RxArt seemed like a fantastic opportunity as it allowed me to further understand the power of art to heal, and as a tool to reform the current health system. I look forward to being part of such an incredible and motivating organization, and changing the existing sterile nature of hospitals.
RxArt has finally broken into the LA art scene and will be making our way into West Coast hospitals with some of our favorite artists! On April 27th I made a trip out to Los Angeles, CA to introduce our mission to the rising art community in the art world.
DAY ONE, I touched down in LA on a bright Sunday afternoon, greeted by a clear blue sky 70 degree weather…a wonderful, and welcomed, change from drawn out cold in NYC. I had a chance to take a long walk on the beach, as one of my meetings got rescheduled. I couldn’t have picked a better way to start my west coast journey!
DAY TWO, following a visit to Gagosian LA for the Thomas Ruff show, Sam Falls gave me the tour of his new studio. I caught him at the perfect time…he had just moved in to his studio and would soon be off on a cross-country road trip, gathering inspiration for his next body of work. We are excited to announce that Sam will be working on a project with us at an LA hospital in the near future! He has also generously agreed to create a print for VIP ticket purchasers at our November 2014 PARTY.
Sam Falls and I considering his work in his new studio space.
RxArt’s valued friend, Alexandra Gaty took me to artist, Mark Hagen’s studio (who also happens to be her lovely husband). Cadogan Tate had already arrived and was crating work to be sent to NYC for Mark's first solo show at Marlborough (opened May 10th). I was fascinated by Mark’s explanation of how he achieved the gorgeous patina on the metal frames around his canvases--it includes Coca-Cola and electricity!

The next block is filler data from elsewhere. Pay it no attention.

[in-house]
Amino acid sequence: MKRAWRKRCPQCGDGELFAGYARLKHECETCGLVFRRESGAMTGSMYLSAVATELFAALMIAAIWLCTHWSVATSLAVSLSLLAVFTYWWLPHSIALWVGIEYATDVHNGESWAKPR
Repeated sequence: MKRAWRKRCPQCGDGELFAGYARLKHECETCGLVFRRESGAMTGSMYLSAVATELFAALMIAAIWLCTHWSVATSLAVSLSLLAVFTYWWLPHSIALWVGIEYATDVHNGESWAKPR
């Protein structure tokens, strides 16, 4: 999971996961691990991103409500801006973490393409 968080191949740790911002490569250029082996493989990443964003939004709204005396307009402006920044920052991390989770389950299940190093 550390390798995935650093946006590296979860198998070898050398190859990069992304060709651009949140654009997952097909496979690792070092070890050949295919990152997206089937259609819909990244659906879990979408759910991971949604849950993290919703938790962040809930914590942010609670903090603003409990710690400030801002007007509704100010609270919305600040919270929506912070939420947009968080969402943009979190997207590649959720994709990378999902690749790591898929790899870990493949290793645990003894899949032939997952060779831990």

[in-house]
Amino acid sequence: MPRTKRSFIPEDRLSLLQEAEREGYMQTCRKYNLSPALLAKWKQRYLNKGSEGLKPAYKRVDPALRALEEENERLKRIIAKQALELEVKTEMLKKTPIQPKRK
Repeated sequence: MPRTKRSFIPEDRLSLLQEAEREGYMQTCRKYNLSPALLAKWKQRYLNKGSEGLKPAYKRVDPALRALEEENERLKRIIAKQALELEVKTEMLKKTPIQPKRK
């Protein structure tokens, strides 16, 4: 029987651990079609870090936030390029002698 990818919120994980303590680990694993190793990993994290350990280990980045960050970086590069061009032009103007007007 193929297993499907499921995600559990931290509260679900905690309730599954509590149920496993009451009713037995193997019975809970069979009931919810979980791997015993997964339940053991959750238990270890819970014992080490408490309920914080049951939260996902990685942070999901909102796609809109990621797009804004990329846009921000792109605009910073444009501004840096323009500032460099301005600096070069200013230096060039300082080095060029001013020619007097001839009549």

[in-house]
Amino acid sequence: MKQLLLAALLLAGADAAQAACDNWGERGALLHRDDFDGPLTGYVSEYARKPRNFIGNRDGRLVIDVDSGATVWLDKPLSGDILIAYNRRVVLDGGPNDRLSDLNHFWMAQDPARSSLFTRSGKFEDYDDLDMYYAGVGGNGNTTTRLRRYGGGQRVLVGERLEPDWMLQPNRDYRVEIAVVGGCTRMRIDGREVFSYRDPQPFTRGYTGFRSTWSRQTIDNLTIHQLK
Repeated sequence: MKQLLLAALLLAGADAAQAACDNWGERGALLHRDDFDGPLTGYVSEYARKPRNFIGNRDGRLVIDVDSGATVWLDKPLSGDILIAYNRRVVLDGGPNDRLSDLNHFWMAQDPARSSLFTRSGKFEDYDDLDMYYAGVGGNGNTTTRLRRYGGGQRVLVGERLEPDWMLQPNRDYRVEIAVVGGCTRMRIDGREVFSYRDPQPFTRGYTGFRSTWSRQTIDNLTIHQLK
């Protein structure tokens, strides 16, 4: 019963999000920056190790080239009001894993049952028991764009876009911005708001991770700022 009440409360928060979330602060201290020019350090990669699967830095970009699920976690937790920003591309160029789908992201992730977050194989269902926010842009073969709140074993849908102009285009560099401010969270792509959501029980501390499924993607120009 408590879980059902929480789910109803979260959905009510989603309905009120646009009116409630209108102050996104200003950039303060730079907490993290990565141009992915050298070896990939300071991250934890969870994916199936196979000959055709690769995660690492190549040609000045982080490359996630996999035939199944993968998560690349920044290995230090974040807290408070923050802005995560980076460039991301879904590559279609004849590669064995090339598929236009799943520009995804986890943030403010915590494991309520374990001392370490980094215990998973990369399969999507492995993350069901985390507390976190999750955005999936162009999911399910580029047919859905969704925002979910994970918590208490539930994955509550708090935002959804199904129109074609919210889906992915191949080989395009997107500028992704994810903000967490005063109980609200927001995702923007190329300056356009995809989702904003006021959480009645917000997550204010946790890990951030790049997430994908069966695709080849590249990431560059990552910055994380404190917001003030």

DAY THREE was filled with meetings and studio visits. I met with the art committee at an LA hospital to discuss the details of an upcoming RxArt project with Urs Fischer and Sam Falls…beyond exciting!
Robert Irwin installation at Cedars Sinai Medical Center LA.
Catherine Opie showed me her fantastic new work at her studio. Later, I visited the new Kayne Griffin Corcoran Gallery on La Brea where I saw the exhibition of works from the 60's and 70's by John Tweddle, curated by Alanna Heiss. I had the rare opportunity to spend 19 minutes (yes, exactly) in Turrell's immersive environment from his "Perceptual Cells" series. It was completely magical.
DAY FOUR began bright and early on the Warner Brothers lot in Burbank, where Alex Israel works. His stuccoed and spray-painted arched paintings, in various stages of completion, as well as several completed self portraits gave me a new perspective of his work. We enthusiastically discussed working together on a future RxArt project.
Alex Israel and I in his workspace at Warner Brothers.
DAY FIVE, my final day in the sun (and in the car), I paid Kathryn Andrews a visit at her studio. We talked about her work as well as the exciting prospect of creating a project for a pediatric hospital in NYC.
Next studio up was Friedrich Kunath's. His solo exhibition at Andrea Rosen had come down a couple days prior to my visit, and he was already working toward another show!
Alexandra Gaty and Friedrich Kunath during our studio visit.
I was particularly excited for my next stop, Mary Weatherford's show at David Kordansky. Mary’s first solo show was with me in New York City many years ago. What a beautiful show this was, everyone was thoroughly impressed.
Mary Weatherford show at David Kordansky Gallery LA.
RxArt is filled with excitement and anticipation of relationships with new artists, projects to come, and new RxArt friends/supporters. It is time to expand and we have found just the place to do it…thanks to the enthusiastic welcome we received on the West Coast we cannot wait for what is to come, and the lives we will be able to impact.